Beneficial inherited symbionts are expected to reach high frequencies in their host population over time. However, most heritable symbionts are observed at intermediary frequencies in natural populations, including the presumed mutualistic fungal endophytes (Epichlöe spp.) in the grass host, Lolium multiflorum. Theory predicts that symbiont frequencies should reflect a balance of their benefits to host organisms and their efficiency of vertical transmission. To test the balance of these benefits, we established experimental plots with a range of initial endophyte frequencies in host populations and manipulated fitness benefits to hosts (by reducing drought stress) and vertical transmission. We analyzed the effects of water addition and endophyte status on plant demography, the effects of water addition on vertical transmission rate, and of effects of water addition and transmission reduction on the change in population level endophyte frequencies. Demographic data were measured over two generations and seeds were scored for fungal endophyte status.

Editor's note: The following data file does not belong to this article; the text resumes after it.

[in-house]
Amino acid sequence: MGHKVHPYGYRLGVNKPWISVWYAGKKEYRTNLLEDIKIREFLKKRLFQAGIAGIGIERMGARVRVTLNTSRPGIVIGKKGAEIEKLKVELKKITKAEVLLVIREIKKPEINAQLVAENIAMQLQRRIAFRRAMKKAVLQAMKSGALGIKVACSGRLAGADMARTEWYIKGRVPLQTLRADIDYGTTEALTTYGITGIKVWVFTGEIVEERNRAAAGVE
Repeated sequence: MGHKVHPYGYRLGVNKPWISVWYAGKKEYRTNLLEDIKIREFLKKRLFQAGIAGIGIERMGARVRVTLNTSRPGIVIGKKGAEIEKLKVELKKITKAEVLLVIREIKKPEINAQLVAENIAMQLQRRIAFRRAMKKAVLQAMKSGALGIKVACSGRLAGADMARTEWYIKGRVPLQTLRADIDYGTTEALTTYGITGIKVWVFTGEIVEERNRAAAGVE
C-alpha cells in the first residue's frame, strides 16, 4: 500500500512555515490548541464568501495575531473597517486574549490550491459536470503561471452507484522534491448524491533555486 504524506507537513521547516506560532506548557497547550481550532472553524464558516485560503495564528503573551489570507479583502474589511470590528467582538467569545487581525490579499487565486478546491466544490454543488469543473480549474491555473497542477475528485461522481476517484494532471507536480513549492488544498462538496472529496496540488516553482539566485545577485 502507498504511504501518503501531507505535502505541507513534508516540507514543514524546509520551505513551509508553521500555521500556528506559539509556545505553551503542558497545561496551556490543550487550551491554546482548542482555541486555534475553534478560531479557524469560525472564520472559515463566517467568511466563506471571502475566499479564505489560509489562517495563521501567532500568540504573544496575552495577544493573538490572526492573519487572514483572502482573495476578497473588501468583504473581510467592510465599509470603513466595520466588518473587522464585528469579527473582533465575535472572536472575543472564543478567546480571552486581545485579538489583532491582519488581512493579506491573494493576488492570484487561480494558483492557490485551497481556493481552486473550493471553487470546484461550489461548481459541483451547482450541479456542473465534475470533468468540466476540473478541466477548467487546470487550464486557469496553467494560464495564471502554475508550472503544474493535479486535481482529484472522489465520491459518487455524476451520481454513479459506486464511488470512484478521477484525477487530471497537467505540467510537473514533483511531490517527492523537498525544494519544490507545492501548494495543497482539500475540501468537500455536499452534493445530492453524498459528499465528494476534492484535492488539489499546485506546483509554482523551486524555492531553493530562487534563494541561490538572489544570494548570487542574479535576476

We found that inflorescence production was significantly higher in both endophyte positive individuals and those in water addition plots, although there was no relative fitness benefit of endophyte symbiosis due to water addition. Individual level vertical transmission was not significantly different with water treatments and was high overall (~94%). Experimental reduction of vertical transmission significantly suppressed population-level endophyte prevalence, but water addition had virtually no effect. Our analysis revealed a stable intermediate prevalence of endophyte symbiosis, reflecting a balance of fitness benefits and imperfect transmission. Since water addition did not alter the fitness effects of endophytes, the advantage of symbiosis in this system appears unrelated to drought stress. Our novel approach of manipulating the environment and transmission processes provides the first experimental evidence supporting the role of imperfect vertical transmission in population level prevalence.